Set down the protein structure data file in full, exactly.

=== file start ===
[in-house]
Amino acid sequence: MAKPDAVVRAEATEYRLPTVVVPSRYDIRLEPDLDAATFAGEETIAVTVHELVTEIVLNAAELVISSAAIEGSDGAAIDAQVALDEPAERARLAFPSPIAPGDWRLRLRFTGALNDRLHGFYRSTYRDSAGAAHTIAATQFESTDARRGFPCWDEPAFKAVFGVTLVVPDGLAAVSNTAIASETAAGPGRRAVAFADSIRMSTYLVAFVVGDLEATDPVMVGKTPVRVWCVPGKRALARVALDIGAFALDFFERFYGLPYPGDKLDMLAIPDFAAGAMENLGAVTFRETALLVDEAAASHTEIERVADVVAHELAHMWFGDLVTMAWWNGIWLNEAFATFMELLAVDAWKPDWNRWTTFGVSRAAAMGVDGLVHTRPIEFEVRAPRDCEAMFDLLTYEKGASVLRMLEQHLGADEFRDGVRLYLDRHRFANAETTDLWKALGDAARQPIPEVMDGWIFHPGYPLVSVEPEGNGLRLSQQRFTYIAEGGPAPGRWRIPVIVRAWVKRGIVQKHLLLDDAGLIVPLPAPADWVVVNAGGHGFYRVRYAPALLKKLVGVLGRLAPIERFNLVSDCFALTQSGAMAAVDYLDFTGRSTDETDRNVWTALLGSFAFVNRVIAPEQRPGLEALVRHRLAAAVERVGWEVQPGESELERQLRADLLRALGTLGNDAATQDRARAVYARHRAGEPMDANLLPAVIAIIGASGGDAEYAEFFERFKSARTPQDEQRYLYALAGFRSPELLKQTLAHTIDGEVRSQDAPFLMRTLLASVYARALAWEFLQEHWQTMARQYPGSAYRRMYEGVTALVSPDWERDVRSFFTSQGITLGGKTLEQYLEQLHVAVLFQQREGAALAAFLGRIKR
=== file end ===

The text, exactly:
[in-house]
Amino acid sequence: MAKPDAVVRAEATEYRLPTVVVPSRYDIRLEPDLDAATFAGEETIAVTVHELVTEIVLNAAELVISSAAIEGSDGAAIDAQVALDEPAERARLAFPSPIAPGDWRLRLRFTGALNDRLHGFYRSTYRDSAGAAHTIAATQFESTDARRGFPCWDEPAFKAVFGVTLVVPDGLAAVSNTAIASETAAGPGRRAVAFADSIRMSTYLVAFVVGDLEATDPVMVGKTPVRVWCVPGKRALARVALDIGAFALDFFERFYGLPYPGDKLDMLAIPDFAAGAMENLGAVTFRETALLVDEAAASHTEIERVADVVAHELAHMWFGDLVTMAWWNGIWLNEAFATFMELLAVDAWKPDWNRWTTFGVSRAAAMGVDGLVHTRPIEFEVRAPRDCEAMFDLLTYEKGASVLRMLEQHLGADEFRDGVRLYLDRHRFANAETTDLWKALGDAARQPIPEVMDGWIFHPGYPLVSVEPEGNGLRLSQQRFTYIAEGGPAPGRWRIPVIVRAWVKRGIVQKHLLLDDAGLIVPLPAPADWVVVNAGGHGFYRVRYAPALLKKLVGVLGRLAPIERFNLVSDCFALTQSGAMAAVDYLDFTGRSTDETDRNVWTALLGSFAFVNRVIAPEQRPGLEALVRHRLAAAVERVGWEVQPGESELERQLRADLLRALGTLGNDAATQDRARAVYARHRAGEPMDANLLPAVIAIIGASGGDAEYAEFFERFKSARTPQDEQRYLYALAGFRSPELLKQTLAHTIDGEVRSQDAPFLMRTLLASVYARALAWEFLQEHWQTMARQYPGSAYRRMYEGVTALVSPDWERDVRSFFTSQGITLGGKTLEQYLEQLHVAVLFQQREGAALAAFLGRIKR